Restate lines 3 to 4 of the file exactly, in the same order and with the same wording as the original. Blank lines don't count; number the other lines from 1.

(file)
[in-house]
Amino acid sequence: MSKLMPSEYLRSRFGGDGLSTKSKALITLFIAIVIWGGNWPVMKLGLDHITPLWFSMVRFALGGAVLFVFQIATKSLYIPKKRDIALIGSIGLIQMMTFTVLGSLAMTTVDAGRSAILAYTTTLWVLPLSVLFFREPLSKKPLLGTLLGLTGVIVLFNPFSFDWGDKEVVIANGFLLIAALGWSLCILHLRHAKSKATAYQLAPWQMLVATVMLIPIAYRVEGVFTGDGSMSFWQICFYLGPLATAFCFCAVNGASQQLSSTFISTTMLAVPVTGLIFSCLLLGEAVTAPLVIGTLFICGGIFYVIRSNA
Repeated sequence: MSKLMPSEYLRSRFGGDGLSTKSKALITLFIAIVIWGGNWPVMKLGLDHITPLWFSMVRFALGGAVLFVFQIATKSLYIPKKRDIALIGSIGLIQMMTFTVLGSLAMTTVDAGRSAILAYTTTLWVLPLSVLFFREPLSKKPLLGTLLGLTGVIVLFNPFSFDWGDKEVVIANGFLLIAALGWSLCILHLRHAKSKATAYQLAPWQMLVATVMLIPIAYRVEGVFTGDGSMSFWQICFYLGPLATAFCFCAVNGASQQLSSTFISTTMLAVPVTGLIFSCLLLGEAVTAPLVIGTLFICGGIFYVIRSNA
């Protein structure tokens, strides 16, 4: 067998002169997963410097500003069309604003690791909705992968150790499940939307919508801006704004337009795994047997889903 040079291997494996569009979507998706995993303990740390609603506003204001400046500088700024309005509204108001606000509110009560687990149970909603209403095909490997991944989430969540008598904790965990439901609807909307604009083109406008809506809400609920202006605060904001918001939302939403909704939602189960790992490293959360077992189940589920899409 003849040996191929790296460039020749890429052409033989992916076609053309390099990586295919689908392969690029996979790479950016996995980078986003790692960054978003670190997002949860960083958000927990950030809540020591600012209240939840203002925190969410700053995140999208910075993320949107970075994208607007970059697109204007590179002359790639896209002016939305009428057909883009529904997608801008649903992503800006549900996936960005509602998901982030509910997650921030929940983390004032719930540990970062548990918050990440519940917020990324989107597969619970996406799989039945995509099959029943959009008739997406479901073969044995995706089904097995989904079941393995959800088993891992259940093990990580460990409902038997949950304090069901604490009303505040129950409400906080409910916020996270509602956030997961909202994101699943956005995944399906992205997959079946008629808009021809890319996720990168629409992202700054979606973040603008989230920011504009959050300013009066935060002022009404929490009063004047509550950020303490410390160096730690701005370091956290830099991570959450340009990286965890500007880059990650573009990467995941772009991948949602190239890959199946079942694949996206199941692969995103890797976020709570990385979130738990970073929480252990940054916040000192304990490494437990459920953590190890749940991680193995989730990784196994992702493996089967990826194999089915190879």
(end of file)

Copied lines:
Repeated sequence: MSKLMPSEYLRSRFGGDGLSTKSKALITLFIAIVIWGGNWPVMKLGLDHITPLWFSMVRFALGGAVLFVFQIATKSLYIPKKRDIALIGSIGLIQMMTFTVLGSLAMTTVDAGRSAILAYTTTLWVLPLSVLFFREPLSKKPLLGTLLGLTGVIVLFNPFSFDWGDKEVVIANGFLLIAALGWSLCILHLRHAKSKATAYQLAPWQMLVATVMLIPIAYRVEGVFTGDGSMSFWQICFYLGPLATAFCFCAVNGASQQLSSTFISTTMLAVPVTGLIFSCLLLGEAVTAPLVIGTLFICGGIFYVIRSNA
């Protein structure tokens, strides 16, 4: 067998002169997963410097500003069309604003690791909705992968150790499940939307919508801006704004337009795994047997889903 040079291997494996569009979507998706995993303990740390609603506003204001400046500088700024309005509204108001606000509110009560687990149970909603209403095909490997991944989430969540008598904790965990439901609807909307604009083109406008809506809400609920202006605060904001918001939302939403909704939602189960790992490293959360077992189940589920899409 003849040996191929790296460039020749890429052409033989992916076609053309390099990586295919689908392969690029996979790479950016996995980078986003790692960054978003670190997002949860960083958000927990950030809540020591600012209240939840203002925190969410700053995140999208910075993320949107970075994208607007970059697109204007590179002359790639896209002016939305009428057909883009529904997608801008649903992503800006549900996936960005509602998901982030509910997650921030929940983390004032719930540990970062548990918050990440519940917020990324989107597969619970996406799989039945995509099959029943959009008739997406479901073969044995995706089904097995989904079941393995959800088993891992259940093990990580460990409902038997949950304090069901604490009303505040129950409400906080409910916020996270509602956030997961909202994101699943956005995944399906992205997959079946008629808009021809890319996720990168629409992202700054979606973040603008989230920011504009959050300013009066935060002022009404929490009063004047509550950020303490410390160096730690701005370091956290830099991570959450340009990286965890500007880059990650573009990467995941772009991948949602190239890959199946079942694949996206199941692969995103890797976020709570990385979130738990970073929480252990940054916040000192304990490494437990459920953590190890749940991680193995989730990784196994992702493996089967990826194999089915190879």